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| Discussion|| |
Galectins are an ancient family of carbohydrate-binding proteins found in multicellular organisms from fungi to mammals. Galectin-3 is a nonintegrin β-galactoside-binding lectin that has a role in tissue homeostasis and cancer progression. This protein is expressed in a variety of tissues and cell types and mainly found in the cytoplasm. Galectin-3 exhibits pleiotropic function, playing a key role in many physiological and pathological processes.  Increased galectin-3 expression was found to be related with cellular motility and extracellular matrix invasion, thus related with tumor metastasis. , Matarrese et al.  showed that overexpression of galectin-3 can cause mitochondrial homeostasis and protect the cell from damage and apoptosis.
Although galectin-3 is minimally expressed in normal hepatocytes, it was found to be significantly highly expressed in the liver biopsies of patients with HCC or hepatic cirrhosis. Further investigation showed that galectin-3 expression in HCC is independent of whether the patient had prior HBV infection or not. In this study, 14 of 18 HCC cases from HBV-negative patients and 5 of 7 cases from HBV patients demonstrated positive galectin-3 immunohistochemistry. In addition, galectin-3 was abundantly expressed in cirrhotic liver in peripheral distribution within regenerating nodules, which may be a result of the high mitotic index. 
In another study, Matsuda et al.  studied galectin-3 expression in HCC by immunohistochemical analysis from specimen and also studied serum level of galectin-3 by ELISA. It was found to be statistically correlated with histological differentiation and vascular invasion. They concluded that galectin-3 expression was involved in the tumor progression and related to the prognosis of HCC. 
In our study, serum galectin-3 levels were found to be significantly higher in HCC and cirrhosis than in chronic viral hepatitis. Our results were correlated with the literature. We also observed that galectin-3 levels were higher in HCV-related cirrhosis and HCC compared with HBV, but this was only statistically significant in the HCV-related cirrhotic patient. This may be explained by low number of patients. This was the main limitation of our study. Another limiting aspect of this study was the age difference between the study groups. The chronic viral hepatitis group consisted of younger cases than the other two groups, respectively. This may be due to difficulty in finding hepatitis carrier patient in older age group. However whether galectin-3 improves with age or not, has not been shown in any study.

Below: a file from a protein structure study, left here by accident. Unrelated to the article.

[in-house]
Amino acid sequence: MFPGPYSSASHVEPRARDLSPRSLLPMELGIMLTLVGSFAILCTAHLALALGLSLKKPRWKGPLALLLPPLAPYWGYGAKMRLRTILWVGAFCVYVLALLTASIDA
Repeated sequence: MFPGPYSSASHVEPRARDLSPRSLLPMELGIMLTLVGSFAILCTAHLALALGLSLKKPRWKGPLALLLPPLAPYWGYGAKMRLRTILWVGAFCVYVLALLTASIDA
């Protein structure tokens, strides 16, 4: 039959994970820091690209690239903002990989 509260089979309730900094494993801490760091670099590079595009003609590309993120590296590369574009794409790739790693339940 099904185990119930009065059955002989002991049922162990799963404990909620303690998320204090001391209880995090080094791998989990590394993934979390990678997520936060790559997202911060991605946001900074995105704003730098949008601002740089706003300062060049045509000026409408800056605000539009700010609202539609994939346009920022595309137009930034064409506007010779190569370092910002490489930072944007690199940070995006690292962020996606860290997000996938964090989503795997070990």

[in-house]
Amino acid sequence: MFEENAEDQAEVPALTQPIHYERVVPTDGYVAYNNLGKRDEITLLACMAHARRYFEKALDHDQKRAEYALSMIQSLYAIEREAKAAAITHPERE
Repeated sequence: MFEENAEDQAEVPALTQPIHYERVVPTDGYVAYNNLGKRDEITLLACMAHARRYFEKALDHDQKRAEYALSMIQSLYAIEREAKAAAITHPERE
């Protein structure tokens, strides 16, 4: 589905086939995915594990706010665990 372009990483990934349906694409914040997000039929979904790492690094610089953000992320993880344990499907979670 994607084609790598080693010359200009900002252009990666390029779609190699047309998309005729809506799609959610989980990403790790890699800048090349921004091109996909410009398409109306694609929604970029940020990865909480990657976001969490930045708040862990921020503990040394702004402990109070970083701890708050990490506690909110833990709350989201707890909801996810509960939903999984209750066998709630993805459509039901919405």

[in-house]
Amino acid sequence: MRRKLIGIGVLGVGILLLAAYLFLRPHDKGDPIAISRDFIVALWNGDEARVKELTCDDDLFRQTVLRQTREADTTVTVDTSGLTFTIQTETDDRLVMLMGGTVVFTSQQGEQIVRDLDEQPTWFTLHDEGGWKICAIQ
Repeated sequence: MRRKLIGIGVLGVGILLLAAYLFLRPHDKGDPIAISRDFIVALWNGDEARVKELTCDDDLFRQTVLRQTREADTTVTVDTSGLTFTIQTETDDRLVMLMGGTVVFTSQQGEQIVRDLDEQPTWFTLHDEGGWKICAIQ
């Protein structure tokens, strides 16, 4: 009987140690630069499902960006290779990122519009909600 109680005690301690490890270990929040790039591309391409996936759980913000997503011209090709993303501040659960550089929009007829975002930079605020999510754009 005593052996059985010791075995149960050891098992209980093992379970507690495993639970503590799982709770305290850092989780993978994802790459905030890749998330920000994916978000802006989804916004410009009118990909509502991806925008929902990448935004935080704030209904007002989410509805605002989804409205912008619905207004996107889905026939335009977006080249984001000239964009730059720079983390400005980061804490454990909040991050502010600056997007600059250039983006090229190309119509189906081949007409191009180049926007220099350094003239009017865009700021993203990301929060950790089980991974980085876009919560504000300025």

In this study, we preferred chronic hepatitis B and C patients as control group. Healthy individuals who were not exposed to hepatitis were not included. However, no studies have been conducted so far to measure changes in galectin-3 levels in case of hepatitis carriers in whom liver fibrosis or carcinogenesis has not begun, compared with healthy subjects.
In conclusion, serum galectin-3 levels in patients with chronic HBV or HCV may be guiding us about progression to cirrhosis or HCC and prognosis of the disease. Especially, galectin-3 levels may be more pronounced in case of HCV. In these patients, if galectin-3 levels were found to be high, serum alpha-feto protein level and ultrasonographic examination could be repeated at more frequent intervals. This may also guide us in terms of the treatment plan. However, whether serum galectin-3 level is a prognostic indicator or not, should be supported by further randomized trials.
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Izmir Katip Celebi University, Ataturk Training and Research Hospital, Medical Oncology Clinic, 35360-Izmir
Source of Support: None, Conflict of Interest: None
[Table 1], [Table 2], [Table 3], [Table 4]